Policy prototyping - AI act
As a Knowledge Centre, we closely monitor relevant EU policy developments and initiatives related to data and AI. An important example is the proposed AI Act ("AIA") published in April 2021. This is a very comprehensive policy proposal and may have far-reaching impacts on actors in the AI ecosystem. As a Knowledge Centre, we want to be able to better assess that impact. Therefore, we are collecting feedback from different stakeholders by means of a policy prototyping exercise. We plan to use the results of this exercise to enrich the Flemish, Belgian and European debate on the AIA.
What is policy prototyping?
Policy prototyping (PP) refers to an innovative way of policy making, similar to product or beta testing. In PP, there is a phase in which design/prototype rules are tested in practice before they are finalised and declared. More information on PP can be found here and here.
Why do we do a PP of the scope of the proposed AI act?
Flanders invests in AI and the AIA imposes some red lines that AI applications have to follow. For instance, an AI application can be a 'prohibited' or 'high-risk' application, which has consequences in terms of obligations to be respected. However, if the scope and definitions of the AIA are too broad or too strict, now is the time to adjust them by providing timely feedback.
The Knowledge Centre therefore uses a PP exercise to review the definition of AI system and Articles 5 (connected AI systems) and 6 (high-risk AI systems) of the AIA. Thus, in the context of this exercise, the AIA in its current wording is the prototype. In order to test these provisions and simulate their compliance by organisations, we have prepared two surveys.
How do we proceed?
To test the scope of the AIA, we made two surveys:
The first checklist survey helps to evaluate whether your AI application would fall under the scope of the regulation. If it does, you can find out if the application is in the prohibited or high-risk category. You can let us know if you agree or not. To complete this survey, it is useful to have a list of definitions at hand. This list can be found here.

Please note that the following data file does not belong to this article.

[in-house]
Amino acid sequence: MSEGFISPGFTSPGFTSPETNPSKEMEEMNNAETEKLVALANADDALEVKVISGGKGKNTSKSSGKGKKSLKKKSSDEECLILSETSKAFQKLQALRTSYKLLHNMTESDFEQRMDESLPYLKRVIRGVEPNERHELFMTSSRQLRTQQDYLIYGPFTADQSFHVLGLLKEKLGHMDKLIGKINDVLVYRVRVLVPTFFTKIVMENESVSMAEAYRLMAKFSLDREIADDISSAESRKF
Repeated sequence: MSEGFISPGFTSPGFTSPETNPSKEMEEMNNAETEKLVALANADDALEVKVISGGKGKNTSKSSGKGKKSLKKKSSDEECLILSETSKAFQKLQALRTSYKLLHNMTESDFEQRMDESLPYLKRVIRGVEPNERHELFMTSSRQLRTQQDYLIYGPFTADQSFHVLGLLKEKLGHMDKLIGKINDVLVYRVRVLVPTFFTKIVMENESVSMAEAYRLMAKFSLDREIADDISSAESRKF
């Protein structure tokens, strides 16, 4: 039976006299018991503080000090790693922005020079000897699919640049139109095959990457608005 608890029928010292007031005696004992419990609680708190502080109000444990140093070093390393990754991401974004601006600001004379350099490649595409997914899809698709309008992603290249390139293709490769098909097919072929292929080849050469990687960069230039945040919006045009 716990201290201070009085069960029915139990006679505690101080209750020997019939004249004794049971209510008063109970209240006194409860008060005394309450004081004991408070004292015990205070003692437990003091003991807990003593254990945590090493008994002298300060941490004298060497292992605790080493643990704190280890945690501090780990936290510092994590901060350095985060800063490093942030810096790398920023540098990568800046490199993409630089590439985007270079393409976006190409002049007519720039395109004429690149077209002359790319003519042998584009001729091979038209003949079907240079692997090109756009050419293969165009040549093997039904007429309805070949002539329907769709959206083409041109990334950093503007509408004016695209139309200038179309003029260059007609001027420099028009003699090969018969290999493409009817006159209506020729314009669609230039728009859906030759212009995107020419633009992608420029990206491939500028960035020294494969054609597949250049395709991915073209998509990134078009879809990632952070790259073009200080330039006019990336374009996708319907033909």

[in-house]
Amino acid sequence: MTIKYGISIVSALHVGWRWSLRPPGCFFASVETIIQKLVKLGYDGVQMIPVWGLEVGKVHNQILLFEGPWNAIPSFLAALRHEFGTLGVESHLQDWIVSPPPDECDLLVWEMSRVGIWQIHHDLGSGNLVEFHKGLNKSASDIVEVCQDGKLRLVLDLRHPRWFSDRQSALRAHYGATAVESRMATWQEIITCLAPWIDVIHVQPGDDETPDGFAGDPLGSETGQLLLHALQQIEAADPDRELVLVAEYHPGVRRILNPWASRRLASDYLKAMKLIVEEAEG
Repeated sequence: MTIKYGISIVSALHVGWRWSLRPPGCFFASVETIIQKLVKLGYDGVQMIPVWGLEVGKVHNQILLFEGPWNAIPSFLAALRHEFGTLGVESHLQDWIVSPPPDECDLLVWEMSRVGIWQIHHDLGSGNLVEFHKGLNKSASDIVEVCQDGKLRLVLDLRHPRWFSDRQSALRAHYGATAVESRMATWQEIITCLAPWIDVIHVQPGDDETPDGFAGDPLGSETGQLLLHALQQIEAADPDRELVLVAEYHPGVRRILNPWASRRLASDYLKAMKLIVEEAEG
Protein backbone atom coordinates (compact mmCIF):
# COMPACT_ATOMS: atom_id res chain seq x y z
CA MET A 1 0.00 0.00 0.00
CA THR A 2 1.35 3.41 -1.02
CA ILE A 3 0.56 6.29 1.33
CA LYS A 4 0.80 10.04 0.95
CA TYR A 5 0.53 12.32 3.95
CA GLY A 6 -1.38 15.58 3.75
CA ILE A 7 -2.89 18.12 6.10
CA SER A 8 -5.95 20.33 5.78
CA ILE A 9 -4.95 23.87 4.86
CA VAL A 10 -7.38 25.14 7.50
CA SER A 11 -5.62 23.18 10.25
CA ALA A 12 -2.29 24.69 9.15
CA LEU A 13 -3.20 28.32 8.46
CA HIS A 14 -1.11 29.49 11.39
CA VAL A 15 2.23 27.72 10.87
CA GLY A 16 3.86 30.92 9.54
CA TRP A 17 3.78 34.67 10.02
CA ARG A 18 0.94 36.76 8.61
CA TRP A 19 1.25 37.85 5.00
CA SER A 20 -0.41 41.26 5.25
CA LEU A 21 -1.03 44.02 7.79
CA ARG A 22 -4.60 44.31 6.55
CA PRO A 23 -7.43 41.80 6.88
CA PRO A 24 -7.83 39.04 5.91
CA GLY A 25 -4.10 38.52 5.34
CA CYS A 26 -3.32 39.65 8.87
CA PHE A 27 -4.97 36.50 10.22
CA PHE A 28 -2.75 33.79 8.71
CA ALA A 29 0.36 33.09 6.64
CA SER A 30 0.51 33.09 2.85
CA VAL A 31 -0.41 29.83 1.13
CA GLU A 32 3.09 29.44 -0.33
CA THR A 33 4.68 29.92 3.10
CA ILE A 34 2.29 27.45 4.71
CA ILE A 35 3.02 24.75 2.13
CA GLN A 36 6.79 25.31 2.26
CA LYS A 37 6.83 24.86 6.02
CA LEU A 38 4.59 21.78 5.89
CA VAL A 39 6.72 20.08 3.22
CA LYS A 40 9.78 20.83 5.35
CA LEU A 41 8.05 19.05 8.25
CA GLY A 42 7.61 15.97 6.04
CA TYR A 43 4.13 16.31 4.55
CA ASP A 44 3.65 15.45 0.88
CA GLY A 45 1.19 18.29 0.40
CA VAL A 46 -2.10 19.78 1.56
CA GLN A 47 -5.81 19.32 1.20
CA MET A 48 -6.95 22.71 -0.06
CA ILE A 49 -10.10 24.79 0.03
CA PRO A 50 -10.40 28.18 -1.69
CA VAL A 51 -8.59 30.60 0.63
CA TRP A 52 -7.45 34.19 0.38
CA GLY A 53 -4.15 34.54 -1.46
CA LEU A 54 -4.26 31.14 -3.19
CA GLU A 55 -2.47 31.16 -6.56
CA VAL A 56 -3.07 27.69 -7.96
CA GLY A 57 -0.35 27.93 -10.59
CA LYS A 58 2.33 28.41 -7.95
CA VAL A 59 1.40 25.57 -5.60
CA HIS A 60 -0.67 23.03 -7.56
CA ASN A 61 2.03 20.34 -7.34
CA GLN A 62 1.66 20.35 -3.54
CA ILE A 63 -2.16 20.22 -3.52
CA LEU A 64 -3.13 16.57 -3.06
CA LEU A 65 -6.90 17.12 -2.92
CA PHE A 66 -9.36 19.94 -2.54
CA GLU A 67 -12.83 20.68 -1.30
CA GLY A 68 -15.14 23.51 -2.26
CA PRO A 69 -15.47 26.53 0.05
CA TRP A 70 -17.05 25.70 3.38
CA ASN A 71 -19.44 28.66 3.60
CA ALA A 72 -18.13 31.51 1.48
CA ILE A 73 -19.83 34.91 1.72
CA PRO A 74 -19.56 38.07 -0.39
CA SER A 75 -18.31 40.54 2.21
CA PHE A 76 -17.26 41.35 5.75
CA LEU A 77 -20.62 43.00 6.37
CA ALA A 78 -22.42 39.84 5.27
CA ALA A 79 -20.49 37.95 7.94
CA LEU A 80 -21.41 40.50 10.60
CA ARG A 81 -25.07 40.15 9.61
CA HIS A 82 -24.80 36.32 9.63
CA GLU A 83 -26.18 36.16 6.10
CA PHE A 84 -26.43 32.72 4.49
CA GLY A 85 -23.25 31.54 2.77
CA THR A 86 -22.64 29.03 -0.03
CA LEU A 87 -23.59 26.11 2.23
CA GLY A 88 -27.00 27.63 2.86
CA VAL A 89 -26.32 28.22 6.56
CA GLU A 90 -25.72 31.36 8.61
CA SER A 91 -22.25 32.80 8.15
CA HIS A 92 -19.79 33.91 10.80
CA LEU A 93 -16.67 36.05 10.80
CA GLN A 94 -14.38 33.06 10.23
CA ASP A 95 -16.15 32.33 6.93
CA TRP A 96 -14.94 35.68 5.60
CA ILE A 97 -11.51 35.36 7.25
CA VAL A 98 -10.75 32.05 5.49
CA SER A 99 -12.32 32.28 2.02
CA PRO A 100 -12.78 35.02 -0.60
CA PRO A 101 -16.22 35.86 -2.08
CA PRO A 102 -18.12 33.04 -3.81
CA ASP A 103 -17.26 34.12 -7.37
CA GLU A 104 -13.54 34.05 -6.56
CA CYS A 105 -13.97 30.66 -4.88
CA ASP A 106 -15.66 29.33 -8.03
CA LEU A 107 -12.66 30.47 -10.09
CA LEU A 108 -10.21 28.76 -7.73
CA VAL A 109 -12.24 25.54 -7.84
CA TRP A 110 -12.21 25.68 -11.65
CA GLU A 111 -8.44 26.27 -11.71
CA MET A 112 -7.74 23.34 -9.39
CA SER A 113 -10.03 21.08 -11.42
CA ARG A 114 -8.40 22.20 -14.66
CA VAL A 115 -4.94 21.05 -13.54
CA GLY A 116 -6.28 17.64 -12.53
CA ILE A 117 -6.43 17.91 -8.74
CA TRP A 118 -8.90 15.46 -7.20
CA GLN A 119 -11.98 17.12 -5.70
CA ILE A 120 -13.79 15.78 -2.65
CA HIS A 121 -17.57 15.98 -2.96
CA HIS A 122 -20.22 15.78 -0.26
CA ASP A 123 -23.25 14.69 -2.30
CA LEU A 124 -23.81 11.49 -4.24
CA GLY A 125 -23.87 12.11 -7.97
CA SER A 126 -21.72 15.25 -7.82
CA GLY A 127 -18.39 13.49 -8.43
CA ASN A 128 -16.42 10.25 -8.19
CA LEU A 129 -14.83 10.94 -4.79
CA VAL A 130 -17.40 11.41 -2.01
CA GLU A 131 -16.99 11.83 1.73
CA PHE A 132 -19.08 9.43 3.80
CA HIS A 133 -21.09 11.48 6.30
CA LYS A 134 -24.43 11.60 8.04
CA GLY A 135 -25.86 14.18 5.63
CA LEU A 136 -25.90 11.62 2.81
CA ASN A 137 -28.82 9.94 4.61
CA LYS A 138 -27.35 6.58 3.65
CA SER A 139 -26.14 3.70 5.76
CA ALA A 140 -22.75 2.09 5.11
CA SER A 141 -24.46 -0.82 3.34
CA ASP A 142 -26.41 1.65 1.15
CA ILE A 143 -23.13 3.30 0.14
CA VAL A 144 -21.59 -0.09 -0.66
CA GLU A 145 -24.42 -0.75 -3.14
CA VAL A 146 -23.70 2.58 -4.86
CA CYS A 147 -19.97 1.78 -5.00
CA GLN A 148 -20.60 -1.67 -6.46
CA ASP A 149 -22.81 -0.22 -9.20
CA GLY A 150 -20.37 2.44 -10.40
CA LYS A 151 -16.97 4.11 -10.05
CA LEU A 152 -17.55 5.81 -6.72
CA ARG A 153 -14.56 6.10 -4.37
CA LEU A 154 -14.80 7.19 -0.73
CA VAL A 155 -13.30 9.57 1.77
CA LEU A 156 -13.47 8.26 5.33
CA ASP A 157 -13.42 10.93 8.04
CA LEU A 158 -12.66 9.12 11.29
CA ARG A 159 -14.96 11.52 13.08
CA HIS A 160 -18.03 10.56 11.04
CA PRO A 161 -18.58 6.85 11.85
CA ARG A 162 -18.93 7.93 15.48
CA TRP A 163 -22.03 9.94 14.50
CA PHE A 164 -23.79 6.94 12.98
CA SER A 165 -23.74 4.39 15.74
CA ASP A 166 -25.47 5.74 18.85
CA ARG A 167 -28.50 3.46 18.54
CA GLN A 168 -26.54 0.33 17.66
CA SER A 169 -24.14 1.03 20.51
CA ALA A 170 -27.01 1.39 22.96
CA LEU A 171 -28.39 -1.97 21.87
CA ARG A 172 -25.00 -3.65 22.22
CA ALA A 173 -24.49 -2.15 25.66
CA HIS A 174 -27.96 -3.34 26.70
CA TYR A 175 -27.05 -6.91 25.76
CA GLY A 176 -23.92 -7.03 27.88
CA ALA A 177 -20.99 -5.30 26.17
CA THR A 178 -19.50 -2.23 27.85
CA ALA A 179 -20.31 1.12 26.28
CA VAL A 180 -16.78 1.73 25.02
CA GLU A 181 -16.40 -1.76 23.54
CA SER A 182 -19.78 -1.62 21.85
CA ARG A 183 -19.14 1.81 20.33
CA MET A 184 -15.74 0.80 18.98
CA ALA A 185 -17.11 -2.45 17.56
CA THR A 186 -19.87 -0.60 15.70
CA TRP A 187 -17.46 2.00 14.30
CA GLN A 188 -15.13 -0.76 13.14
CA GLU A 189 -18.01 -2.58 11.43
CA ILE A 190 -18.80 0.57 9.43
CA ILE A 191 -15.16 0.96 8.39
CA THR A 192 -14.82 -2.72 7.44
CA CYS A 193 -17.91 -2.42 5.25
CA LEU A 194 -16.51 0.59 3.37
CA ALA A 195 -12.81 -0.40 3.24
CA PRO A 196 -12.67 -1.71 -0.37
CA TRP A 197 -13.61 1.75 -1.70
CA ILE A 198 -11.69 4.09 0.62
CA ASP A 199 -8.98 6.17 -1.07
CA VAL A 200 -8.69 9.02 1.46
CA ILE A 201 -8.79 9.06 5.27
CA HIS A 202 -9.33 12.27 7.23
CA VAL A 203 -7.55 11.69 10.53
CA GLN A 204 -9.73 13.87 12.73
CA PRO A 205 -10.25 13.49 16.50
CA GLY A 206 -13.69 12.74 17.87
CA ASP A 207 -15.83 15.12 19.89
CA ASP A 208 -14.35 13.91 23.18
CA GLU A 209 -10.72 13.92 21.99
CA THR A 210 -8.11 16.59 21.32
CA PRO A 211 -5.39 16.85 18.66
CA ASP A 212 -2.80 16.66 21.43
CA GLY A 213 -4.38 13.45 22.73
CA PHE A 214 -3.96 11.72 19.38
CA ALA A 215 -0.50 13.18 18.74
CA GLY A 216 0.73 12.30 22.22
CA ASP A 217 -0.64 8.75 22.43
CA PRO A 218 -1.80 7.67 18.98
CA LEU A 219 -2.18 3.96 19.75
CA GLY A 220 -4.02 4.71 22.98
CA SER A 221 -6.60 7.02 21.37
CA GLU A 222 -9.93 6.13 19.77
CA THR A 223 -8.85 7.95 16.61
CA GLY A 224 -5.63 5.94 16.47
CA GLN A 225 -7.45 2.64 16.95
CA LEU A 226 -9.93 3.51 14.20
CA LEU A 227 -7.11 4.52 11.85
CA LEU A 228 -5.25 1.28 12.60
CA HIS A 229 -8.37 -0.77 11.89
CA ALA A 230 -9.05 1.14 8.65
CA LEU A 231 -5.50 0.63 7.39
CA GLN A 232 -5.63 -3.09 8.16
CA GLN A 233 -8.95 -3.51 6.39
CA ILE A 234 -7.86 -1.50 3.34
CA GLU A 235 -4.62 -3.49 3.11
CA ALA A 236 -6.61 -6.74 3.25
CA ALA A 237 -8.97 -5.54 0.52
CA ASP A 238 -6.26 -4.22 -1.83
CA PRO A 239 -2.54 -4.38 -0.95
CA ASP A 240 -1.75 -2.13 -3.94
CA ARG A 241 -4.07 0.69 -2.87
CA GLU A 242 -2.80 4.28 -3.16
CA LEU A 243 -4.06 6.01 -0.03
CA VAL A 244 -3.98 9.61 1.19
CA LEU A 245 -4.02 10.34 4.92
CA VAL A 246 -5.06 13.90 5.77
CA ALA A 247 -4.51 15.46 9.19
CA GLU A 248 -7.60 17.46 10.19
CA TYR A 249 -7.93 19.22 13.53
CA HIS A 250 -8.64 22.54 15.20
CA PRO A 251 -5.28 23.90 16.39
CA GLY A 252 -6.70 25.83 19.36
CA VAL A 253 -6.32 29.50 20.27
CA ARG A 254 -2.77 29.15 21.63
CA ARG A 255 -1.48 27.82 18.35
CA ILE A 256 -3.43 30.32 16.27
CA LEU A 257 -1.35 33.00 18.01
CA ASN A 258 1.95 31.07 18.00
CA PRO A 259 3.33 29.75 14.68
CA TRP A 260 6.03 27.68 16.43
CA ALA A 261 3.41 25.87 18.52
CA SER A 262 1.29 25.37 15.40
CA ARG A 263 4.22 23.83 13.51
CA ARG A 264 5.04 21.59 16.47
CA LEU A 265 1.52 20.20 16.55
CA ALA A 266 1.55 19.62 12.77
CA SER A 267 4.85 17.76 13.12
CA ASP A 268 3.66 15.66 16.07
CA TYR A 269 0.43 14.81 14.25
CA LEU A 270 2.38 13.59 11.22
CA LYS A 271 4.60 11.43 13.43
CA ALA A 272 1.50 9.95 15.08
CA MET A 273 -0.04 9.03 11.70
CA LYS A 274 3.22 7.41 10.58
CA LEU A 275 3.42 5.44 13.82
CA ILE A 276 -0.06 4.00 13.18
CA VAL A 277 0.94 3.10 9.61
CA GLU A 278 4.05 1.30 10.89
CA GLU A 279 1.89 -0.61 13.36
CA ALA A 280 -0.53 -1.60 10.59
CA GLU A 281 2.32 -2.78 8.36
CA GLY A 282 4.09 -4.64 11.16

The second survey assesses the clarity and usefulness of the concepts of the AIA and can be used to provide feedback if, for example, the definitions are unclear or inconsistent.
Where possible, we will also conduct some in-depth interviews with respondents to get a more accurate picture of their feedback.
The AIA is coming. This exercise offers a chance to help determine the final content of the AIA and a chance to see how future-proof your AI application would be if the regulation were to pass unchanged. In short, by participating, you can:
- Find out if your AI application will be considered prohibited or high-risk under the AIA so you can assess whether your product or application is future proof.
- Have an impact on the debate by pointing out things that are unclear, too broad or too narrowly defined.
What happens to the results?
The results of the first survey can give us an insight into how many of the respondents would indeed fall under the scope of the AIA and to what extent they use prohibited or high-risk AI applications.
The results of the second survey will give us an understanding of how comprehensible and useful the concepts used by the AIA are to the respondents.
The Knowledge Centre Data & Society will use the aggregated results to inform and guide the policy debate at the Flemish, Belgian and European levels. We will not make individual results public, unless approved by the party involved.
You have an AI system or application
You can start this policy prototyping survey with a concrete AI application in mind. If you want to know in which category this application fits, use the checklist survey.
If certain definitions and concepts are unclear during this survey, you can also go through the second survey first. Relevant terms and concepts are framed and questioned here.
You do not have an AI system or application
You can immediately start the second survey and give feedback on the clarity and usability of the concepts that are central to the AI regulation.